This year’s seed catalogues are out in print or online. Seed displays will start appearing in stores by the end of January. Plan and purchase early just in case the supply has not caught up with the demand.
Catalogues and seed packets with the bright pictures act as salesmen, treat them as such. Decide what you have room to grow to avoid over or under purchasing.
Terms in a catalogue, store or seed package can be confusing. Heritage and Heirloom seeds are interchangeable. They are seeds that have come from plants that have not been hybridized but have developed through open pollination. Know that people collect seeds from the strongest plants meaning the seeds slowly evolve as opposed to seeds from plants that are purposely crossed with another plant to improve fruit size, disease resistance etc.
Organic seed comes from plants that were grown on land certified organic by a government agency and processed and stored in an organic seed facility.
The term non-GMO, Genetically Modified Organisms, may come up. GMO garden seeds have never been an option. People or companies that buy GMO seeds purchase large quantities, pay high prices and sign a thick contract stating what they are allowed to do with the seed.
Seed packages and or catalogues should carry enough information for the novice gardener to plant successfully. It should include: days to harvest, depth and spacing of seeds, germination instructions and light levels needed for healthy plants.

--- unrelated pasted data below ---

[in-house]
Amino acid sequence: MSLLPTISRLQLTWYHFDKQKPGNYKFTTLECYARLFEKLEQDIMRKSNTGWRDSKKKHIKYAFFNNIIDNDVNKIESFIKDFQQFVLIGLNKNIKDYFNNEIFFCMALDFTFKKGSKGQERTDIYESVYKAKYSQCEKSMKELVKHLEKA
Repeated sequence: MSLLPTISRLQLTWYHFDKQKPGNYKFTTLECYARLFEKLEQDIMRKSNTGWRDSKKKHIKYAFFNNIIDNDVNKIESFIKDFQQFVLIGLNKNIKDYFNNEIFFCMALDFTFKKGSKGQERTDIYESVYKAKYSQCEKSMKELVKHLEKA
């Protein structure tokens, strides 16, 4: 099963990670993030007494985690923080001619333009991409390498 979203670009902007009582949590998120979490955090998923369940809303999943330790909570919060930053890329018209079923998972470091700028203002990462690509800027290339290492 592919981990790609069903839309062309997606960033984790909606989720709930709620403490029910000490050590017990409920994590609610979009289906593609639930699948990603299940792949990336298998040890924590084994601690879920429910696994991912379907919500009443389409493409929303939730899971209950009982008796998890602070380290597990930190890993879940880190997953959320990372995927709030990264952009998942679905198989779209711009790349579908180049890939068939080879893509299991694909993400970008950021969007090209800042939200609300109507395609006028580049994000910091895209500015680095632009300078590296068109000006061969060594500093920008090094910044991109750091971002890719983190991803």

Central Alberta can count on 90 plus days between frosts. More if the garden is in a sheltered location or on a south slope. Plants that require a longer growing season should be set out as bedding out plants.
Depth and spacing of plants are important. Planting too deep or two shallow will impact germination rates. Seed rows may look far apart in the spring but the plants grow fast and do best if given room to grow. Disease and insect problems occur if a large amount of plants or the same or similar variety are in close proximity.
Look at the light levels. Full sun means at least six hours of direct sunlight a day. Partial sun is two to four hours of direct sunlight while full shade is under two hours of direct sunlight. Plants that need full sunlight do not do well planted in partial shade. Less sunlight than optimum usually results in slower, thinner growth and less produce.
How many seeds are in the package? It is different with every company. Catalogues often list amounts. Seed packages are often a guess unless they are clear but even then it is hard to estimate how many small seeds they contain. Excess seeds with the exception of onions and parsnips are viable for a few years.
When making a catalogue or online purchase, factor in the cost of postage and handling. It varies with the company and how much is purchased.
Decide what to grow, then look for the desired seeds. Purchase all the seed needed for the coming year taking in account of second plantings or third plantings.
Linda Tomlinson has gardened in central Alberta for over 30 year. She can be reached at firstname.lastname@example.org.